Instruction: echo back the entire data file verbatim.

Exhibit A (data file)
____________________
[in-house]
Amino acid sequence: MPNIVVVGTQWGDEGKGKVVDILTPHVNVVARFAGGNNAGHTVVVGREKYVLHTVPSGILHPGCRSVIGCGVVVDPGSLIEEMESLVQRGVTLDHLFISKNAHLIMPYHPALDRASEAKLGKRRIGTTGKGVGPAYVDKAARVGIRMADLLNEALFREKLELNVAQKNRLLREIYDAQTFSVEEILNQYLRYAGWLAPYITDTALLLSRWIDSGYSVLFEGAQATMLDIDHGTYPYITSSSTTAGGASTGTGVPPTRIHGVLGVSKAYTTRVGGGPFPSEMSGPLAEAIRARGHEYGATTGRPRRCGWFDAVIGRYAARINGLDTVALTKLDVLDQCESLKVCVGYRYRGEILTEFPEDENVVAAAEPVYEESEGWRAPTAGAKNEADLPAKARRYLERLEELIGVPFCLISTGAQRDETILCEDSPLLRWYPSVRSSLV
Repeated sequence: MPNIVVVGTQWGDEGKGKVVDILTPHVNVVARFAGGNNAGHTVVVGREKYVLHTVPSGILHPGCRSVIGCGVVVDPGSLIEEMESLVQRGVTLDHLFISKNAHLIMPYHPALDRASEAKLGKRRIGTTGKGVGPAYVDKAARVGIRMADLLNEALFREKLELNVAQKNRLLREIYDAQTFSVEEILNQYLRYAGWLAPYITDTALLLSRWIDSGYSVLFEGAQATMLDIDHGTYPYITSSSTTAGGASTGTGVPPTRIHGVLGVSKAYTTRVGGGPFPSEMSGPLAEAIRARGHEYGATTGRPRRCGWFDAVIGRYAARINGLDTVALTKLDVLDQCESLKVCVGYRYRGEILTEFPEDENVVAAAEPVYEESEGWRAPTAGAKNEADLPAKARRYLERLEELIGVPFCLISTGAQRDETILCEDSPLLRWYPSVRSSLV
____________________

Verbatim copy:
[in-house]
Amino acid sequence: MPNIVVVGTQWGDEGKGKVVDILTPHVNVVARFAGGNNAGHTVVVGREKYVLHTVPSGILHPGCRSVIGCGVVVDPGSLIEEMESLVQRGVTLDHLFISKNAHLIMPYHPALDRASEAKLGKRRIGTTGKGVGPAYVDKAARVGIRMADLLNEALFREKLELNVAQKNRLLREIYDAQTFSVEEILNQYLRYAGWLAPYITDTALLLSRWIDSGYSVLFEGAQATMLDIDHGTYPYITSSSTTAGGASTGTGVPPTRIHGVLGVSKAYTTRVGGGPFPSEMSGPLAEAIRARGHEYGATTGRPRRCGWFDAVIGRYAARINGLDTVALTKLDVLDQCESLKVCVGYRYRGEILTEFPEDENVVAAAEPVYEESEGWRAPTAGAKNEADLPAKARRYLERLEELIGVPFCLISTGAQRDETILCEDSPLLRWYPSVRSSLV
Repeated sequence: MPNIVVVGTQWGDEGKGKVVDILTPHVNVVARFAGGNNAGHTVVVGREKYVLHTVPSGILHPGCRSVIGCGVVVDPGSLIEEMESLVQRGVTLDHLFISKNAHLIMPYHPALDRASEAKLGKRRIGTTGKGVGPAYVDKAARVGIRMADLLNEALFREKLELNVAQKNRLLREIYDAQTFSVEEILNQYLRYAGWLAPYITDTALLLSRWIDSGYSVLFEGAQATMLDIDHGTYPYITSSSTTAGGASTGTGVPPTRIHGVLGVSKAYTTRVGGGPFPSEMSGPLAEAIRARGHEYGATTGRPRRCGWFDAVIGRYAARINGLDTVALTKLDVLDQCESLKVCVGYRYRGEILTEFPEDENVVAAAEPVYEESEGWRAPTAGAKNEADLPAKARRYLERLEELIGVPFCLISTGAQRDETILCEDSPLLRWYPSVRSSLV